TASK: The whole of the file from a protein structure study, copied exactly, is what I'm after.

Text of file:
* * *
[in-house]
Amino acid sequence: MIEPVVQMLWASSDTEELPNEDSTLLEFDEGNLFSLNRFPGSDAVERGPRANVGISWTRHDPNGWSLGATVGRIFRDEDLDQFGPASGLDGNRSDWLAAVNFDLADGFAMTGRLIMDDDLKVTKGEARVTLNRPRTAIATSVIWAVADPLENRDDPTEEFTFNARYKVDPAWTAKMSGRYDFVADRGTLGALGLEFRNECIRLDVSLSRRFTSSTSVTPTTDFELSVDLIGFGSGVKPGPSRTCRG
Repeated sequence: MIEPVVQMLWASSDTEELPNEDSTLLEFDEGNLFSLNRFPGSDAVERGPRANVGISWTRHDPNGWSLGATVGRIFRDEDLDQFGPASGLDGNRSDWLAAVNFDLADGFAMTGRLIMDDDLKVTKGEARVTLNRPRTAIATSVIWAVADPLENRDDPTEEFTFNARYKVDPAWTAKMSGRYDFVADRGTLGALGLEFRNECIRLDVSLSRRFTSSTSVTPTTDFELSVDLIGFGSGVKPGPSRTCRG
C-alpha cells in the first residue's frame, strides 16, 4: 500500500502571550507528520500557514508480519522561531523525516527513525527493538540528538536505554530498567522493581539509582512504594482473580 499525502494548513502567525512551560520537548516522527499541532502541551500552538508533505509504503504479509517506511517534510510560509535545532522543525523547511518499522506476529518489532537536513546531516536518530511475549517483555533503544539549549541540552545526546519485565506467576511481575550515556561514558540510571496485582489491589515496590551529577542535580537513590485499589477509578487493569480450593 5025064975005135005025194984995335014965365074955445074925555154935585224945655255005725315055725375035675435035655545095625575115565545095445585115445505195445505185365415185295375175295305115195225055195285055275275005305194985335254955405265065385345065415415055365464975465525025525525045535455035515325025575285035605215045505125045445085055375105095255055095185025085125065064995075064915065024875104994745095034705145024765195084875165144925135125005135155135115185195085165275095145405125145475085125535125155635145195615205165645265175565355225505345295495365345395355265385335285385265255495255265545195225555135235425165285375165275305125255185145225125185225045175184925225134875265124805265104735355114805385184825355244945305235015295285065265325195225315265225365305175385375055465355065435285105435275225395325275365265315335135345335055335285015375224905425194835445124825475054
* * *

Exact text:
[in-house]
Amino acid sequence: MIEPVVQMLWASSDTEELPNEDSTLLEFDEGNLFSLNRFPGSDAVERGPRANVGISWTRHDPNGWSLGATVGRIFRDEDLDQFGPASGLDGNRSDWLAAVNFDLADGFAMTGRLIMDDDLKVTKGEARVTLNRPRTAIATSVIWAVADPLENRDDPTEEFTFNARYKVDPAWTAKMSGRYDFVADRGTLGALGLEFRNECIRLDVSLSRRFTSSTSVTPTTDFELSVDLIGFGSGVKPGPSRTCRG
Repeated sequence: MIEPVVQMLWASSDTEELPNEDSTLLEFDEGNLFSLNRFPGSDAVERGPRANVGISWTRHDPNGWSLGATVGRIFRDEDLDQFGPASGLDGNRSDWLAAVNFDLADGFAMTGRLIMDDDLKVTKGEARVTLNRPRTAIATSVIWAVADPLENRDDPTEEFTFNARYKVDPAWTAKMSGRYDFVADRGTLGALGLEFRNECIRLDVSLSRRFTSSTSVTPTTDFELSVDLIGFGSGVKPGPSRTCRG
C-alpha cells in the first residue's frame, strides 16, 4: 500500500502571550507528520500557514508480519522561531523525516527513525527493538540528538536505554530498567522493581539509582512504594482473580 499525502494548513502567525512551560520537548516522527499541532502541551500552538508533505509504503504479509517506511517534510510560509535545532522543525523547511518499522506476529518489532537536513546531516536518530511475549517483555533503544539549549541540552545526546519485565506467576511481575550515556561514558540510571496485582489491589515496590551529577542535580537513590485499589477509578487493569480450593 5025064975005135005025194984995335014965365074955445074925555154935585224945655255005725315055725375035675435035655545095625575115565545095445585115445505195445505185365415185295375175295305115195225055195285055275275005305194985335254955405265065385345065415415055365464975465525025525525045535455035515325025575285035605215045505125045445085055375105095255055095185025085125065064995075064915065024875104994745095034705145024765195084875165144925135125005135155135115185195085165275095145405125145475085125535125155635145195615205165645265175565355225505345295495365345395355265385335285385265255495255265545195225555135235425165285375165275305125255185145225125185225045175184925225134875265124805265104735355114805385184825355244945305235015295285065265325195225315265225365305175385375055465355065435285105435275225395325275365265315335135345335055335285015375224905425194835445124825475054